Good Luck if Government Thinks It’s Shutting Down Climate Action, Says Father of Gaoled Activist

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Blockade Australia activists Max Curmi and Tim Neville have just served three weeks in Parklea Prison, not because they’ve been convicted of a crime but as they were refused bail, despite being nonviolent climate defenders posing no real harm to the public.

The pair were arrested during a botched raid at a property in Colo on 19 June, where a group of activists were staying. Those camped out foiled a NSW police spying operation which they were the target of, when a few climate defenders noticed camouflaged officers hiding in the bushes.

Seven protesters were arrested. Then, as has become the usual over the last year, most arrestees were slapped with draconian bail conditions, while those that could be, were sent to stew inside.

Early on Tuesday afternoon, a magistrate released Max and Tim, which was the want of a rising grassroots campaign. But questions are being raised as to the legitimacy of using pre-conviction mechanisms, like bail and remand, to punish those who aren’t a risk to the public.

Sanctioning the messengers

In its first foray, Blockade Australia carried out two successful weeks of direct actions at Newcastle Coal Port. The group arrived as a product of a rising street protest movement, which, while receiving increasingly harsh penalties, wasn’t seeing government take action on climate.

Blockade then descended upon Sydney’s Port Botany for five days in March. Max Curmi was arrested and remanded for two weeks for his part in the demonstrations. While, around the same time, Fireproof Australia was carrying out a series of road blockages across Sydney.

The Perrottet government responded by enacting the harshest anti-protest regime in the land. This involves penalties of up to 2 years imprisonment and/or a $22,000 fine for obstructing roads, bridges, tunnels and major facilities. Prior to this, blocking a road could set you back around $400.

So, a fortnight ago, when Blockade Australia hit the streets for its third series of actions targeting the Sydney CBD, the Liberal Nationals had raised the stakes so that campaigning to save the Earth now involves a serious loss of liberty.

Max Curmi taking nonviolent direct action Port Botany march
Max Curmi taking nonviolent direct action Port Botany march

Public enemy number one

The heightened penalisation of climate actions has cast nonviolent activists as serious criminals. And the talkback radio narrative asserts that delaying peak hour traffic for an hour is somewhat more detrimental than the floods, the bushfires, drought, and Pacific Island nations going under.

Tim O’Donnell, Max’s father, arrived in Sydney earlier this week, prepared to carry out a series of sit-ins outside NSW parliament to call out the overbearing treatment of his son. And he addressed the Defend the Right to Protest speakout at Hyde Park on Monday.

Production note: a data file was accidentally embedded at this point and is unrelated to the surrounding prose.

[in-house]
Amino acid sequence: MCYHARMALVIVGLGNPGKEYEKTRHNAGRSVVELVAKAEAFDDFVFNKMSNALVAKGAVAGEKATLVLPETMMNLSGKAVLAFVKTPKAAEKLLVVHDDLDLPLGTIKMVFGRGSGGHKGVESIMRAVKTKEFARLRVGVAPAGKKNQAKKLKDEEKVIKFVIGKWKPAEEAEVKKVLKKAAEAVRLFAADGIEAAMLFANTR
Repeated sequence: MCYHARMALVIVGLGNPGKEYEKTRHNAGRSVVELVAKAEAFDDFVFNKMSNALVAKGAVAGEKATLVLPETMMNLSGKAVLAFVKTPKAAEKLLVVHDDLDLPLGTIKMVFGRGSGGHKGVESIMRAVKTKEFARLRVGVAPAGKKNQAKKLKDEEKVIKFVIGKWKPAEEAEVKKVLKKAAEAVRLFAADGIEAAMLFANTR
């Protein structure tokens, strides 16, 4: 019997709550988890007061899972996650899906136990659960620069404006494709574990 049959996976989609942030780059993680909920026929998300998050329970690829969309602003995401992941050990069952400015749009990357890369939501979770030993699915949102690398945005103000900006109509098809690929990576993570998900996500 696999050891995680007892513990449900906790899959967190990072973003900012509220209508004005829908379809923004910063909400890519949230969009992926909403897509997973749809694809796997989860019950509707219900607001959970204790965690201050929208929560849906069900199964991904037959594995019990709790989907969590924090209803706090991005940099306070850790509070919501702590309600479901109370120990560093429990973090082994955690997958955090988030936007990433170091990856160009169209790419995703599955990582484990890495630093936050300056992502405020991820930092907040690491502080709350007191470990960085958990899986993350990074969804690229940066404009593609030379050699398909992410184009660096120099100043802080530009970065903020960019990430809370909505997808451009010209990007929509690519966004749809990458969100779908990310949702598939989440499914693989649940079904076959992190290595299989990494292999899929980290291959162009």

Sydney Criminal Lawyers spoke to Tim O’Donnell just after his son was granted bail at Penrith Local Court, and what he had to say certainly upended the idea that the parents of these “hardened” climate defenders might be standing next to Dominic Perrottet nodding along in disapproval.

Tim, your son, Max Curmi, has just been granted bail, after spending close to three weeks detained in Parklea Prison. He was in there since 17 June when the NSW police raided a property in Colo Valley, where activists were camped out.

How are you feeling about Max being released?

It’s great. They’re still on very strict bail conditions, and they’ve got charges pending, which is a worry. But it’s great that they’re out.

Their treatment in Parklea, from all accounts, has been pretty suspect and bad. So, at least they’re out of there, which is the main thing.

Max has just been remanded for three weeks, as he was denied bail, yet he’s a nonviolent activist, who shows no real threat to the community.

So, how do you consider the treatment of your son at the hands of NSW authorities?

It’s draconian. It’s over the top. These people aren’t a threat to society. In fact, they’re trying to protect society and the future of our planet.

Obviously, that’s not what the state thinks, and the state might somehow feel threatened by them.

But the community is certainly not threatened by them. And they would never do anything as they’re peaceful nonviolent protesters. They’re dedicated towards that mode of action.

It’s really heavy-handed. And look, there are probably a few technicalities as they both had corrections orders, which was an issue. But it depends very much on the magistrate you get at the time.

Max was remanded for two weeks back in March as well, when the police arrested him over a nonviolent action at Port Botany.